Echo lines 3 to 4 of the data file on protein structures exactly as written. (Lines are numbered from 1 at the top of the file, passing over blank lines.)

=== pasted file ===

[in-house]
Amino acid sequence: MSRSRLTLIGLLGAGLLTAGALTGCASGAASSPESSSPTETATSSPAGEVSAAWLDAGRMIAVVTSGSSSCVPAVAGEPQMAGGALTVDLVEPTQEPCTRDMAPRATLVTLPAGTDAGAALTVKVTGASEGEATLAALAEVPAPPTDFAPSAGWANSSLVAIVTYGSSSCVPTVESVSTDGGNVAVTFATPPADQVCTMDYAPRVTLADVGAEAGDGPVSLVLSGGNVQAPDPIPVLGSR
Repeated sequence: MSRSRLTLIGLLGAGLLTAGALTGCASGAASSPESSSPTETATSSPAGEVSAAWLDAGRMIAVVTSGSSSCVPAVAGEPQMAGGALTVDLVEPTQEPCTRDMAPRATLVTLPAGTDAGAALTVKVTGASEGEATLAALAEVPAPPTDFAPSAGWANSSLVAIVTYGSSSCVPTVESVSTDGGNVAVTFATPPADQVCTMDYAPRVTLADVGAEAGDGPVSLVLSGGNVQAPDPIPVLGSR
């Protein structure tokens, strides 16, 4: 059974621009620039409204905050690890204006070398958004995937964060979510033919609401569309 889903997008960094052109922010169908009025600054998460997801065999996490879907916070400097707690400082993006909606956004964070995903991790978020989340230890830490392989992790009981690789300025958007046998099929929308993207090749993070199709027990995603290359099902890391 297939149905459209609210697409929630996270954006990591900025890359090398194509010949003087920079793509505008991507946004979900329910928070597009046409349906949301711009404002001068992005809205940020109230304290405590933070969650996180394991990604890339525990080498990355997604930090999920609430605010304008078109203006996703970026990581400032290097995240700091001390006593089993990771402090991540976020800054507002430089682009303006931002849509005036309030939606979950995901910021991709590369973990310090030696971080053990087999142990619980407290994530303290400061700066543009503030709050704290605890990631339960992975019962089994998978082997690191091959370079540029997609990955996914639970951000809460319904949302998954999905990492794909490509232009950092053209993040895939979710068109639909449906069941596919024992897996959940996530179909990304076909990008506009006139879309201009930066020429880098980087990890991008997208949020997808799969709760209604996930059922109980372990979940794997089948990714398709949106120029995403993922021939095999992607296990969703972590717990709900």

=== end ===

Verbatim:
Repeated sequence: MSRSRLTLIGLLGAGLLTAGALTGCASGAASSPESSSPTETATSSPAGEVSAAWLDAGRMIAVVTSGSSSCVPAVAGEPQMAGGALTVDLVEPTQEPCTRDMAPRATLVTLPAGTDAGAALTVKVTGASEGEATLAALAEVPAPPTDFAPSAGWANSSLVAIVTYGSSSCVPTVESVSTDGGNVAVTFATPPADQVCTMDYAPRVTLADVGAEAGDGPVSLVLSGGNVQAPDPIPVLGSR
């Protein structure tokens, strides 16, 4: 059974621009620039409204905050690890204006070398958004995937964060979510033919609401569309 889903997008960094052109922010169908009025600054998460997801065999996490879907916070400097707690400082993006909606956004964070995903991790978020989340230890830490392989992790009981690789300025958007046998099929929308993207090749993070199709027990995603290359099902890391 297939149905459209609210697409929630996270954006990591900025890359090398194509010949003087920079793509505008991507946004979900329910928070597009046409349906949301711009404002001068992005809205940020109230304290405590933070969650996180394991990604890339525990080498990355997604930090999920609430605010304008078109203006996703970026990581400032290097995240700091001390006593089993990771402090991540976020800054507002430089682009303006931002849509005036309030939606979950995901910021991709590369973990310090030696971080053990087999142990619980407290994530303290400061700066543009503030709050704290605890990631339960992975019962089994998978082997690191091959370079540029997609990955996914639970951000809460319904949302998954999905990492794909490509232009950092053209993040895939979710068109639909449906069941596919024992897996959940996530179909990304076909990008506009006139879309201009930066020429880098980087990890991008997208949020997808799969709760209604996930059922109980372990979940794997089948990714398709949106120029995403993922021939095999992607296990969703972590717990709900």